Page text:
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Pakistan health crisis worsens as winter hits

WHO Director-General, Regional Director visit affected areas

WHO Director-General in Pakistan
WHO/Chris Black
WHO Director-General talks to people affected by earthquake

The arrival of winter in Pakistan has made life even more difficult for people affected by the earthquake two months ago. The threat to health is particularly acute, as the combination of severe cold and cramped living conditions is leading to an increase in the risk of hypothermia and respiratory infections.

This cold weather and snow is making it much harder for relief supplies to reach the people who need them. Shelter, clean water and sanitation continue to be the priority needs for people affected by the earthquake.

"Today in Islamabad it is about 15 degrees above zero. Last night, people living high in the mountains affected by the earthquake, survived another night at well below zero in the snow," said the World Health Organization (WHO) Director-General Dr LEE Jong-wook after visiting Balakot and Muzzafarabad. "These people face several months of freezing, winter conditions. And so the UN pledge is to help ensure they survive - with shelter, food, and basic health care."

"At the Abbas Institute of Medical Science in Muzaffarabad, I met nine-year-old Amina," said Dr Lee. "Her home collapsed when the earthquake struck crushing her foot. She received treatment at the institute and has been recovering there for weeks, slowly gathering the strength she needs so that she can return to her village. In Amina’s eyes I saw hope. In her father's face I saw resilience, but as she heads back to the camp that will be her home throughout the winter she needs our help. We can’t forget Amina’s family and the hundreds of thousands of other families like hers as the temperature drops and the snow falls."

"The terrain, the weather and the sheer number of people in desperate need makes joint efforts top priority," said WHO Regional Director for the Eastern Mediterranean Dr Hussein A. Gezairy. "Even though much has already been achieved by the Pakistan government working together with the international community, still more work is needed."

The earthquake on October 8 killed 73 000 people and seriously injured 70 000 more. Three million people were left homeless and today, hundreds of thousands still lack the shelter they need to survive the winter weather that is now closing further in each day.

There has been a generous response to the initial appeal for international assistance, but more is still needed. Of the US$ 27 million WHO requested from the international community to fund a health response in the affected area, just over half has been received. WHO needs these funds for a very simple reason: to help people to survive the winter. At this rate, without more funds, WHO resources will run out in January.

There is still much work to do. Hundreds of thousands of people still need better shelters. Getting health care to people above the snow line is a major challenge. The more people there are in camps, the more water, sanitation and health support they need. WHO is supporting the Ministry of Health to implement the "winter plan".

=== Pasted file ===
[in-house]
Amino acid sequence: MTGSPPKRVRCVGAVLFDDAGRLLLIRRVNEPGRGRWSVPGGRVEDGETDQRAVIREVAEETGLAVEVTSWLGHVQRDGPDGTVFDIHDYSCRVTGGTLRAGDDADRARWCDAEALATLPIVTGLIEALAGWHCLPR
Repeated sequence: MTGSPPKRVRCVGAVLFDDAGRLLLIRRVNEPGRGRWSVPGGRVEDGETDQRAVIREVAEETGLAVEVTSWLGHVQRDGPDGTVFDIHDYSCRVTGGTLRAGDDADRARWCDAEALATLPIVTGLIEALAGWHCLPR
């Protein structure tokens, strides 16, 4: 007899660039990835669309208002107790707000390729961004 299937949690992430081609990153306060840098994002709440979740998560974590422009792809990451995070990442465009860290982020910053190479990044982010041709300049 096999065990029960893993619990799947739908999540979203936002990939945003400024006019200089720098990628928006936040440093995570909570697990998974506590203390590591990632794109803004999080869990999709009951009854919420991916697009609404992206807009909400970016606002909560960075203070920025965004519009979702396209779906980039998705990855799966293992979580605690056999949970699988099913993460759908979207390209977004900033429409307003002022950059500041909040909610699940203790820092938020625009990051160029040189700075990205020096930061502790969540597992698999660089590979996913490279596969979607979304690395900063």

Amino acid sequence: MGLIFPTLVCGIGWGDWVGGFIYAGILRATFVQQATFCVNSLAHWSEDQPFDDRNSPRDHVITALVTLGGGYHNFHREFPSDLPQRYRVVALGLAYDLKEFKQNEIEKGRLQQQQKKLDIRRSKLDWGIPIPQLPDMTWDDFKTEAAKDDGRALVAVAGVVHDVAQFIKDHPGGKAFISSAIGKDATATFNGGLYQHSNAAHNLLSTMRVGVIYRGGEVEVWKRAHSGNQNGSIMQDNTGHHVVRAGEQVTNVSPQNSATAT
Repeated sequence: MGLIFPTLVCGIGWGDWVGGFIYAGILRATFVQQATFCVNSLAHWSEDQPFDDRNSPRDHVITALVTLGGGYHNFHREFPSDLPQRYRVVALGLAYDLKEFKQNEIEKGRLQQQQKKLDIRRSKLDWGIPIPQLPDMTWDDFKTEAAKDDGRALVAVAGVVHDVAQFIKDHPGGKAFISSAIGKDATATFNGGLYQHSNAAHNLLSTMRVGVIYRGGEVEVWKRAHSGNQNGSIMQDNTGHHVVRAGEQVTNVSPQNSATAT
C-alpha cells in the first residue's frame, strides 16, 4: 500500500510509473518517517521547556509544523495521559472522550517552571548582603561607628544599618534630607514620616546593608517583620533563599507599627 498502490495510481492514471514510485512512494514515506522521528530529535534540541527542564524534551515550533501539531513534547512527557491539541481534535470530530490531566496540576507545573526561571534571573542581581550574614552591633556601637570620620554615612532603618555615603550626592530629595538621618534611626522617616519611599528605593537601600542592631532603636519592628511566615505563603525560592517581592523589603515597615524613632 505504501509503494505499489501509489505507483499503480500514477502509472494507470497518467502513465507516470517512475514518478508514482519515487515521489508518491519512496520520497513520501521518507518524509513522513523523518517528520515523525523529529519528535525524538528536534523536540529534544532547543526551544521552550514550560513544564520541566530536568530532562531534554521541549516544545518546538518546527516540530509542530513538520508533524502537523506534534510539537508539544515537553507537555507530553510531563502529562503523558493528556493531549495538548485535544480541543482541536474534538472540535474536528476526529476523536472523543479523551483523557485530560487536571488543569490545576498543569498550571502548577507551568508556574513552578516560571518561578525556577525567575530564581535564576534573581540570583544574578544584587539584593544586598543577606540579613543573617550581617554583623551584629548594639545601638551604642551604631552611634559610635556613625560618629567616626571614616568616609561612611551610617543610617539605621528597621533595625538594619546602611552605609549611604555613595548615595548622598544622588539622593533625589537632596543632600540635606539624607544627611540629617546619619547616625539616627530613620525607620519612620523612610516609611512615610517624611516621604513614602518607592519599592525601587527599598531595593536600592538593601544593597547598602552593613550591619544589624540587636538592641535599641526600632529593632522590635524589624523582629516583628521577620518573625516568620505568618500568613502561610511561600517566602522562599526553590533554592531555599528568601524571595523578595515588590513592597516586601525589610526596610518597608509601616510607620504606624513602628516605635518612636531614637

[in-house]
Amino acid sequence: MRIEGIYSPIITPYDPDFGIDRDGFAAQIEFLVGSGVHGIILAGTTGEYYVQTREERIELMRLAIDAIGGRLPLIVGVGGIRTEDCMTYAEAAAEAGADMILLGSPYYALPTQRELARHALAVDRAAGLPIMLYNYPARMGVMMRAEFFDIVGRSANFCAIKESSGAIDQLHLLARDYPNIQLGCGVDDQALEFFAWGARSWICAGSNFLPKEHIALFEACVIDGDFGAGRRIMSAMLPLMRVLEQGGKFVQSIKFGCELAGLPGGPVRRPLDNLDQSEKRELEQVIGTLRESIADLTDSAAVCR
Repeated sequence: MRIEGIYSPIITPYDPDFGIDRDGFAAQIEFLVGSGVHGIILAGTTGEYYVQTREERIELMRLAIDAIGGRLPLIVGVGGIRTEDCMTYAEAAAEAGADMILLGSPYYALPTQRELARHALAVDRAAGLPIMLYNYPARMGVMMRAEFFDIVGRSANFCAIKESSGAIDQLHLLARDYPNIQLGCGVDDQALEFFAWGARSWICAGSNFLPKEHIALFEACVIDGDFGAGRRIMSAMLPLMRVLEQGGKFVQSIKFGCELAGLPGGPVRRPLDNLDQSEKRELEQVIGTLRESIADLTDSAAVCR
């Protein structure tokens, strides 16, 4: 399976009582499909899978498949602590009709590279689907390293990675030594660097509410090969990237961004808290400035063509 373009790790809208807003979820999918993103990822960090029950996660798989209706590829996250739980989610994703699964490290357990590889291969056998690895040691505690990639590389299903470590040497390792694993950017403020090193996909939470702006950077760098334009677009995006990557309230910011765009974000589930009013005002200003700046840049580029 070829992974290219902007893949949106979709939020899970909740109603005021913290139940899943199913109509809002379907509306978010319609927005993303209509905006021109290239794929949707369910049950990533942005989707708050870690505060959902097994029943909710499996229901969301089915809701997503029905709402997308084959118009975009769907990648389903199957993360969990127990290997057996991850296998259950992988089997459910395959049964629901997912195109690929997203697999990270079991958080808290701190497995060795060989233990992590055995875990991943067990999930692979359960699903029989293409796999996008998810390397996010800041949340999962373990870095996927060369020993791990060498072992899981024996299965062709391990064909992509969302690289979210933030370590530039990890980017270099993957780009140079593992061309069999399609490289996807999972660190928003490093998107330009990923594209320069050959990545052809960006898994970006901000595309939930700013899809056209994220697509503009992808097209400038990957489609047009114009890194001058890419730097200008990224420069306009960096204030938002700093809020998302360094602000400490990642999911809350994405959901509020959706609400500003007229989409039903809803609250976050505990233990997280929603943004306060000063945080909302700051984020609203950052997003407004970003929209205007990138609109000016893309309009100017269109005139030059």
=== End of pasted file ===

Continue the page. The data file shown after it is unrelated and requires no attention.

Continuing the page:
Already, injuries have been treated, often in difficult conditions, by doctors from across Pakistan and abroad. Basic health units and field hospitals have been established; three hundred thousand children have been vaccinated. One hundred prefabricated basic health care units are under construction in the affected areas.

"One particular issue I want to highlight is the need to train more women in health," said Dr Lee. "This month, 13 000 women in the earthquake area will deliver a baby. And 2000 of those women, and 1500 of those babies will need urgent health care. But there simply are not enough women health workers to help them."

"Yesterday in the Kashtara Camp in Balakot, I went back to school," said Dr Lee. "I sat in on a small class teaching women in the camp the importance of washing your hands and using clean water. We know that good hygiene can save lives and it is encouraging to see this practiced in the camps. It is also good to see the collaboration of WHO and UNICEF to bring water tankers and clean water to this camp, this will also save lives."

At the same time, the worldwide drive to eradicate polio and prevent other communicable diseases continues, even in these remote areas. The disease surveillance system is up and running. Outbreaks can now be spotted quickly, and action taken to stop them. Access to safe water and sanitation is improving.

Now the priority is to make sure people have what they need throughout the winter. Resources must be used well, to ensure we can support the thousands who are still vulnerable. The survivors still need shelter from the elements. The cold weather will bring more pneumonia and other deadly respiratory infections.

The threat of water-borne disease, which can spread quickly through camps, is ever-present. Diarrhoea and dysentery pose a continued risk. Pregnant women and their newborn infants are particularly at risk from disease and the lack of medical facilities. They need special care. WHO will support all efforts to train and deploy more female health workers. And we must continue to rehabilitate people with disabling injuries, and those who have suffered the mental trauma of loss, as well as of survival, in a devastated community.

Related links

For more information contact:

Chris Black
Communications Officer
Islamabad
Mobile phone: +88 216 51 191 015
E-mail: blackc@who.int

Iain Simpson
Communications Officer
Geneva
Telephone: +41 22 791 3215
Mobile phone: +41 79 475 5534
E-mail: simpsoni@who.int

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